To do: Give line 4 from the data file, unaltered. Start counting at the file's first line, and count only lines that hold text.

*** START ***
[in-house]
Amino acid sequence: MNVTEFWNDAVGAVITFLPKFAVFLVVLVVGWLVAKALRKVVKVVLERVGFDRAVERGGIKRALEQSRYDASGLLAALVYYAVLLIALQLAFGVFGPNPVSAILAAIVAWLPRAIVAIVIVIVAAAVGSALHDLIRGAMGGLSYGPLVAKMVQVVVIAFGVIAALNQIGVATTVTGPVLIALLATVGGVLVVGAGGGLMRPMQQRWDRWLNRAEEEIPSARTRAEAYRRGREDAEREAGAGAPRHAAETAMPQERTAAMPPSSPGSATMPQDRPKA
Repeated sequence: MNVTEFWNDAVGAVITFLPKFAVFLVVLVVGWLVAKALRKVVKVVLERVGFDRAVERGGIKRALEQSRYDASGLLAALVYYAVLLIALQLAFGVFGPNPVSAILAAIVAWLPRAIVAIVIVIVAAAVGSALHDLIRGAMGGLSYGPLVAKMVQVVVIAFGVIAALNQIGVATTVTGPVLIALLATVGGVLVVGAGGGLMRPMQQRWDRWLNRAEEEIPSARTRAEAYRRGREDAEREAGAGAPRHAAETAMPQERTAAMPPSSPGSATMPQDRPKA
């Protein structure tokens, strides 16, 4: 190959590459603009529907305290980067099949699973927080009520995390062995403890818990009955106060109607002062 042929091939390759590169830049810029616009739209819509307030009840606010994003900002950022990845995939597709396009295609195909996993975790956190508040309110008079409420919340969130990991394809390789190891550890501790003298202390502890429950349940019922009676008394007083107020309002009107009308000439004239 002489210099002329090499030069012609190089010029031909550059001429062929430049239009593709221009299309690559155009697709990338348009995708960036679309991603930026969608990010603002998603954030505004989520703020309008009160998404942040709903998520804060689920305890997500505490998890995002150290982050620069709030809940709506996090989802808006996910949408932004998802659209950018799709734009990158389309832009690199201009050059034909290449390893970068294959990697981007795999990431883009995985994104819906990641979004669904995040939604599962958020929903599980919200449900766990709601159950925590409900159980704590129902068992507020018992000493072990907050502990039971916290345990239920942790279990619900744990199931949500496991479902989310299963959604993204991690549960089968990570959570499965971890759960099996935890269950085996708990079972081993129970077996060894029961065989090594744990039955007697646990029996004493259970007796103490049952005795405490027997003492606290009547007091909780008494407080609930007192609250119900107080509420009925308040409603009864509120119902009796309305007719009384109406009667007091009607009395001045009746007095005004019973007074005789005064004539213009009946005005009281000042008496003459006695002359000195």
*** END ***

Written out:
């Protein structure tokens, strides 16, 4: 190959590459603009529907305290980067099949699973927080009520995390062995403890818990009955106060109607002062 042929091939390759590169830049810029616009739209819509307030009840606010994003900002950022990845995939597709396009295609195909996993975790956190508040309110008079409420919340969130990991394809390789190891550890501790003298202390502890429950349940019922009676008394007083107020309002009107009308000439004239 002489210099002329090499030069012609190089010029031909550059001429062929430049239009593709221009299309690559155009697709990338348009995708960036679309991603930026969608990010603002998603954030505004989520703020309008009160998404942040709903998520804060689920305890997500505490998890995002150290982050620069709030809940709506996090989802808006996910949408932004998802659209950018799709734009990158389309832009690199201009050059034909290449390893970068294959990697981007795999990431883009995985994104819906990641979004669904995040939604599962958020929903599980919200449900766990709601159950925590409900159980704590129902068992507020018992000493072990907050502990039971916290345990239920942790279990619900744990199931949500496991479902989310299963959604993204991690549960089968990570959570499965971890759960099996935890269950085996708990079972081993129970077996060894029961065989090594744990039955007697646990029996004493259970007796103490049952005795405490027997003492606290009547007091909780008494407080609930007192609250119900107080509420009925308040409603009864509120119902009796309305007719009384109406009667007091009607009395001045009746007095005004019973007074005789005064004539213009009946005005009281000042008496003459006695002359000195």